Pushed by the EU and the IMF to boost revenues, the Greek government is getting increasingly ruthless in its fight against tax cheats and is even resorting to “name and shame” tactics. But it is still a long way from meeting its targets.
Greece’s most exclusive beach club is the “Nammos” on the island of Mykonos, where the drink of the season is Mastiha, a brandy-based liqueur flavored with resin from the mastic tree. Konstantinos Tsakiris, 40, is gulping down a glass of Mastiha as he gazes out at the sea. “There’s no crisis here,” says Tsakiris, who is one of Greece’s biggest ship owners and the principal owner of the Greek association football club Panionios Athens.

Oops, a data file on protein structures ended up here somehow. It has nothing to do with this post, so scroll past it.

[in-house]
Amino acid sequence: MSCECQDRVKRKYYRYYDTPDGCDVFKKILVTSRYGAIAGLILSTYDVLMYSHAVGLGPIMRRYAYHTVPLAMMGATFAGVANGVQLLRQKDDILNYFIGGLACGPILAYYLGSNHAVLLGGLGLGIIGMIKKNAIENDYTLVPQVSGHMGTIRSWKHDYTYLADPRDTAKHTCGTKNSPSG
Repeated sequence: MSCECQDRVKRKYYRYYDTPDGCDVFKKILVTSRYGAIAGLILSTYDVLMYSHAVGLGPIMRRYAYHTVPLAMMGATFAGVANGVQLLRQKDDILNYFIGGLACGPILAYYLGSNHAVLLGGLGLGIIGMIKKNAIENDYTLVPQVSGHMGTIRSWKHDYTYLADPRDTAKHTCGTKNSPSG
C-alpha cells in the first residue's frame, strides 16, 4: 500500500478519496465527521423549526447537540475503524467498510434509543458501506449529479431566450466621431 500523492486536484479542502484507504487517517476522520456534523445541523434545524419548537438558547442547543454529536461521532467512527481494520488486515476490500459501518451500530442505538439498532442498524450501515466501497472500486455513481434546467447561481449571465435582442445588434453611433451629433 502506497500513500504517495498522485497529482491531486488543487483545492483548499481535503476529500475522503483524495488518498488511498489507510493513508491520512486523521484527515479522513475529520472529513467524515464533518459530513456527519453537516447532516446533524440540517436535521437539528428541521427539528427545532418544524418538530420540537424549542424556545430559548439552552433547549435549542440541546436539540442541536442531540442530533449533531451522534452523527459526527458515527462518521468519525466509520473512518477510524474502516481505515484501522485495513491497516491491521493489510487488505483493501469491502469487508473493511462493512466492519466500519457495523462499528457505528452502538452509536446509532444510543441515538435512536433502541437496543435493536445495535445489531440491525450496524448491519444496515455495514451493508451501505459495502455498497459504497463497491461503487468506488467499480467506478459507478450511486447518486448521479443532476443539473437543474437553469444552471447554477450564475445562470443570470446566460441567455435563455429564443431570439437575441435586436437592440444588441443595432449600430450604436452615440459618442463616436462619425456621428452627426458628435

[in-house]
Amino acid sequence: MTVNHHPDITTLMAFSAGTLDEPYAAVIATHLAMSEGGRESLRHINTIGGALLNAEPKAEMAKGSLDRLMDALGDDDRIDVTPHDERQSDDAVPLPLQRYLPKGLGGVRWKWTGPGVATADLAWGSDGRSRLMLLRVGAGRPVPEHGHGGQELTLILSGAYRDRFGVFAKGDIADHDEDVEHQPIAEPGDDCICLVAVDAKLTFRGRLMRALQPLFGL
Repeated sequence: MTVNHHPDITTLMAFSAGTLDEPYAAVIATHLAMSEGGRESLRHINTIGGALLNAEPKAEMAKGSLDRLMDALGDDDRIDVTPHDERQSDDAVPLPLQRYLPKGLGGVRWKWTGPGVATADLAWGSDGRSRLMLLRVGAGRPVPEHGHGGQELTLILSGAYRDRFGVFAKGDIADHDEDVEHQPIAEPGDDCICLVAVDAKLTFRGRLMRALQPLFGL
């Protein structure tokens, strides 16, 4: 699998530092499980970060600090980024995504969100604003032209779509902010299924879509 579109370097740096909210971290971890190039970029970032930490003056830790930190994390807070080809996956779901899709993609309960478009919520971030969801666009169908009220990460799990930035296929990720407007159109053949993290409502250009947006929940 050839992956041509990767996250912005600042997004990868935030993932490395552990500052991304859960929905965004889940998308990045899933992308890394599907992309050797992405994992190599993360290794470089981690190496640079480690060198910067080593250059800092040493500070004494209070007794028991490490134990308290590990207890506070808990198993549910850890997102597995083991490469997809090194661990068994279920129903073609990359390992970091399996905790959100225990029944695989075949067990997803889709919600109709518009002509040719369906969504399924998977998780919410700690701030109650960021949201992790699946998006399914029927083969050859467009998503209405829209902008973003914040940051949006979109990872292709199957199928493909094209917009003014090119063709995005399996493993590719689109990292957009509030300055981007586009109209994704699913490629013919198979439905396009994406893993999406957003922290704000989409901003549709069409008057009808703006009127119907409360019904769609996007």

Luxury motor yachts and sailing boats are bobbing at anchor in the narrow bay of Psarou. The deckchairs at the Nammos are so coveted that many are booked in advance for the whole summer — at €3,000 ($4,140) apiece. “You can do anything you want here, anything that’s crazy and fun,” says Tsakiris. He has the beginnings of a paunch, wears his hair short and has a large tattoo on his chest. Next to him, a Lebanese construction magnate is pouring champagne from a €250 bottle onto the heads of his young female companions. The Nammos is the kind of place where tabloid reporters get their stories.
NOW WATCH: Money & Markets videos
Business Insider Emails & Alerts
Site highlights each day to your inbox.